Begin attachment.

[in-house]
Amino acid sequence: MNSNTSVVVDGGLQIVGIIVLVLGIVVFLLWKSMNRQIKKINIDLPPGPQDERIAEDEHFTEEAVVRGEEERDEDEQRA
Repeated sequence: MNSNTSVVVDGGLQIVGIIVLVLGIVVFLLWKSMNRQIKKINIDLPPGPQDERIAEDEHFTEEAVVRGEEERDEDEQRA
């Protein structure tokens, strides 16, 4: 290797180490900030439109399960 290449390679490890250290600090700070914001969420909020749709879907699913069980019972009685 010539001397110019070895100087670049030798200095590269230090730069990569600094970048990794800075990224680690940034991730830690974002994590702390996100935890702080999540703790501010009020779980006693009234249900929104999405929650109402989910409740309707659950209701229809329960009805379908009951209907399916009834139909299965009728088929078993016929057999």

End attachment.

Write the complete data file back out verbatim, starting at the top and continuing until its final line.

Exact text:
[in-house]
Amino acid sequence: MNSNTSVVVDGGLQIVGIIVLVLGIVVFLLWKSMNRQIKKINIDLPPGPQDERIAEDEHFTEEAVVRGEEERDEDEQRA
Repeated sequence: MNSNTSVVVDGGLQIVGIIVLVLGIVVFLLWKSMNRQIKKINIDLPPGPQDERIAEDEHFTEEAVVRGEEERDEDEQRA
């Protein structure tokens, strides 16, 4: 290797180490900030439109399960 290449390679490890250290600090700070914001969420909020749709879907699913069980019972009685 010539001397110019070895100087670049030798200095590269230090730069990569600094970048990794800075990224680690940034991730830690974002994590702390996100935890702080999540703790501010009020779980006693009234249900929104999405929650109402989910409740309707659950209701229809329960009805379908009951209907399916009834139909299965009728088929078993016929057999």